Phase 1 study of narnatumab, an anti-RON receptor monoclonal antibody, in patients with advanced solid tumors

Patricia M. LoRusso, Mrinal Gounder, Shadia Jalal, Valérie André, Siva Rama Prasad Kambhampati, Nick Loizos, Jennifer Hall, Timothy R. Holzer, Aejaz Nasir, Jan Cosaert, John Kauh, E. Gabriela Chiorean

Research output: Contribution to journalArticle

2 Citations (Scopus)

Abstract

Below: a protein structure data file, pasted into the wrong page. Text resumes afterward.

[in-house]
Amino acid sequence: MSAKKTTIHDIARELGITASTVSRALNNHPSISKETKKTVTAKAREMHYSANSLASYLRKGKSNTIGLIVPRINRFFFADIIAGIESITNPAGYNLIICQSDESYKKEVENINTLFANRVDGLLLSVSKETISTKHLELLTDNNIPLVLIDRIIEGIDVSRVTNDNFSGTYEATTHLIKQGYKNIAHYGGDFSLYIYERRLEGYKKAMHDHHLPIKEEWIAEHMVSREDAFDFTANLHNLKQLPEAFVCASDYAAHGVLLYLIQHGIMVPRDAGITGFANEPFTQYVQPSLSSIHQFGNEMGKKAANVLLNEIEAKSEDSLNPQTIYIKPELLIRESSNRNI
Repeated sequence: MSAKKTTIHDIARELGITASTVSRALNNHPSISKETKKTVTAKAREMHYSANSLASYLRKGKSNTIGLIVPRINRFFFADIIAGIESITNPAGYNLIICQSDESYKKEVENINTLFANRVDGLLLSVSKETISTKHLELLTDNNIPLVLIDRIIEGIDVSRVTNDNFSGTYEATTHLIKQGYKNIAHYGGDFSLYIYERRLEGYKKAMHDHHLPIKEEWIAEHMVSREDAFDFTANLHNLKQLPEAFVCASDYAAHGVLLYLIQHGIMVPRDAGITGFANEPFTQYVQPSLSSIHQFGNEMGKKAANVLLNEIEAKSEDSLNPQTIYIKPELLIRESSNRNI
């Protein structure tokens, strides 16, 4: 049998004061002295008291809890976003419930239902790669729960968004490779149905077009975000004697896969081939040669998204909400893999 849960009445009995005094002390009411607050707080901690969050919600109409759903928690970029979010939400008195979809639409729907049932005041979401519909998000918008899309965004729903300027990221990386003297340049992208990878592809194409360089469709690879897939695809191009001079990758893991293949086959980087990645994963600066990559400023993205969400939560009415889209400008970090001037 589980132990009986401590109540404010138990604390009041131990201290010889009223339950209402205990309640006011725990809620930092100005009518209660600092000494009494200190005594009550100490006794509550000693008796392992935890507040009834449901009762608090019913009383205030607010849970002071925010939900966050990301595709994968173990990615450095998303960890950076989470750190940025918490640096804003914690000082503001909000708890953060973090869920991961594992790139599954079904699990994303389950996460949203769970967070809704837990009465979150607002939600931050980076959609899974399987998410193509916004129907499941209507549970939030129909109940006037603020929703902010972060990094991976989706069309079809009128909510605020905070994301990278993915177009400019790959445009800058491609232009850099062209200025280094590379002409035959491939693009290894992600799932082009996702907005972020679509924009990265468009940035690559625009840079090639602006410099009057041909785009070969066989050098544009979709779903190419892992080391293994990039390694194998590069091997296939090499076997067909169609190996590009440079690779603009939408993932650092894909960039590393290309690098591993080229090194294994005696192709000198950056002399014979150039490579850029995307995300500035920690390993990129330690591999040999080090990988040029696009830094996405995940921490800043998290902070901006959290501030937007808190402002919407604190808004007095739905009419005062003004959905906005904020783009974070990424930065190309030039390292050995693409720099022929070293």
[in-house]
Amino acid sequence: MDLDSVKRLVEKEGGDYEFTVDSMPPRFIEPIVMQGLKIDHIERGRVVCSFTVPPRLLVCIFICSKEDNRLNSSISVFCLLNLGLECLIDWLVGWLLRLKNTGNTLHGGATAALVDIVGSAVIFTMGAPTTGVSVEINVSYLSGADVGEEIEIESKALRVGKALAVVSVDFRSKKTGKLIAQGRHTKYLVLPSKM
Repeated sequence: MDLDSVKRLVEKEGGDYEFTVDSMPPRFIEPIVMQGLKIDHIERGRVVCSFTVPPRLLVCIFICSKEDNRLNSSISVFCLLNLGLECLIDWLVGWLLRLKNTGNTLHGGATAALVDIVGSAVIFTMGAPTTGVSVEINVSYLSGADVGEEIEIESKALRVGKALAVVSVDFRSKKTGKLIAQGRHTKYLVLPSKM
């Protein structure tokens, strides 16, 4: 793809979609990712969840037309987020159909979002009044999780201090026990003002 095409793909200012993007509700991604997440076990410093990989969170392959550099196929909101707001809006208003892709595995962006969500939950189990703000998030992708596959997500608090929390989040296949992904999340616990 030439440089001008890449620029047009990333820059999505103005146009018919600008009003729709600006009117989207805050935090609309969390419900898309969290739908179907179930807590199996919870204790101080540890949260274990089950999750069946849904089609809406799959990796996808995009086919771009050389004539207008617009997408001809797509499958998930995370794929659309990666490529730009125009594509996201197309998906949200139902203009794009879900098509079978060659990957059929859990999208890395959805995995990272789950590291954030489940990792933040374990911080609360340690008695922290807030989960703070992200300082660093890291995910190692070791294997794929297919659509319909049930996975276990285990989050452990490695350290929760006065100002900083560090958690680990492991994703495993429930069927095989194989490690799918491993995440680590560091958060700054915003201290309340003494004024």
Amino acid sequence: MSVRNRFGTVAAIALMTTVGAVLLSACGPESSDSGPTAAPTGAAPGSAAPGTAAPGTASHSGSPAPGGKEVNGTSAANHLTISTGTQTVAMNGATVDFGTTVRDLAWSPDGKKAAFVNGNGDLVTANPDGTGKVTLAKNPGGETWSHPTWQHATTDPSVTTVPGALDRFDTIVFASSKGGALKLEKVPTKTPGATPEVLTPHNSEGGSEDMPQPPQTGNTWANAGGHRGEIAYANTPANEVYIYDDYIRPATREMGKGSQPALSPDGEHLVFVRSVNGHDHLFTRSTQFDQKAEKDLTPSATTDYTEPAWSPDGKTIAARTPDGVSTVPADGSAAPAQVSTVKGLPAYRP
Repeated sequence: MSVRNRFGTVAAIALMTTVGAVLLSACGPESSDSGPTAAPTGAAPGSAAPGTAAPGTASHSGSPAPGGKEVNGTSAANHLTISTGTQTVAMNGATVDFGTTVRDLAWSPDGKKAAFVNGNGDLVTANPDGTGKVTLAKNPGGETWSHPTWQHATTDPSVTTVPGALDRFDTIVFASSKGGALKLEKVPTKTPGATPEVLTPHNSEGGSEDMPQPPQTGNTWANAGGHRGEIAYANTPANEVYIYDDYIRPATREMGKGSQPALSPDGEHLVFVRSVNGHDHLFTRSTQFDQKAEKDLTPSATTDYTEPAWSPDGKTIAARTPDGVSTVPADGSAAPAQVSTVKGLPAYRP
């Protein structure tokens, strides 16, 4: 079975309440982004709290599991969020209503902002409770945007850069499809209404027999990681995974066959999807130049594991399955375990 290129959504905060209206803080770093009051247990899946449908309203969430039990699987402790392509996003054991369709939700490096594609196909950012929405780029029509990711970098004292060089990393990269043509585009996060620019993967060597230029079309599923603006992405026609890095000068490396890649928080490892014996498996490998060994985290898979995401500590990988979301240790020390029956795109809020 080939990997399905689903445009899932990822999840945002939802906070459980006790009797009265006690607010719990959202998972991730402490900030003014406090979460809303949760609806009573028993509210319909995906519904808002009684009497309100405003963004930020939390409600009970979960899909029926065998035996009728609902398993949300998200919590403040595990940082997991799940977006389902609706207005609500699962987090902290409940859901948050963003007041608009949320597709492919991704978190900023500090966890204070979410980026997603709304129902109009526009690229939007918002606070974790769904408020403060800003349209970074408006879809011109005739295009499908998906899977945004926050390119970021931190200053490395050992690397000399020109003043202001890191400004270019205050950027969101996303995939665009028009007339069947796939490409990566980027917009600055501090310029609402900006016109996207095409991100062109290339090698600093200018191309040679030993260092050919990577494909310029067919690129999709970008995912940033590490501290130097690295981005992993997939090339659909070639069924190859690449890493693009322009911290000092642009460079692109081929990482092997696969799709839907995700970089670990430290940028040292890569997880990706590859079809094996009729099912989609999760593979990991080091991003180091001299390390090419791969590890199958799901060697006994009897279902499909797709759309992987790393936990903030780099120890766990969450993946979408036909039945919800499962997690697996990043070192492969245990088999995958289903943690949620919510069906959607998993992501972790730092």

Summary: Purpose Macrophage-stimulating 1-receptor (RON) is expressed on macrophages, epithelial cells, and a variety of tumors. Narnatumab (IMC-RON8; LY3012219) is a neutralizing monoclonal antibody that blocks RON binding to its ligand, macrophage-stimulating protein (MSP). This study assessed safety, maximum tolerated dose (MTD), pharmacokinetics, pharmacodynamics, and efficacy of narnatumab in patients with advanced solid tumors. Methods Narnatumab was administered intravenously weekly at 5, 10, 15, or 20 mg/kg or every 2 weeks at 15, 20, 30, or 40 mg/kg in 4-week cycles. Results Thirty-nine patients were treated, and 1 dose-limiting toxicity (DLT) (grade 3 hyponatremia, 5 mg/kg) was reported. The most common narnatumab-related adverse events (AEs) were fatigue (20.5%) and decreased appetite, diarrhea, nausea, and vomiting (10.3% each). Except for 2 treatment-related grade 3 AEs (hyponatremia, hypokalemia), all treatment-related AEs were grade 1 or 2. Narnatumab had a short half-life (<7 days). After Cycle 2, no patients had concentrations above 140 μg/mL (concentration that demonstrated antitumor activity in animal models), except for 1 patient receiving 30 mg/kg biweekly. Eleven patients had a best response of stable disease, ranging from 6 weeks to 11 months. Despite only 1 DLT, due to suboptimal drug exposure, the dose was not escalated beyond 40 mg/kg biweekly. This decision was based on published data reporting that mRNA splice variants of RON are highly prevalent in tumors, accumulate in cytoplasm, and are not accessible by large-molecule monoclonal antibodies. Conclusions Narnatumab was well tolerated and showed limited antitumor activity with this dosing regimen.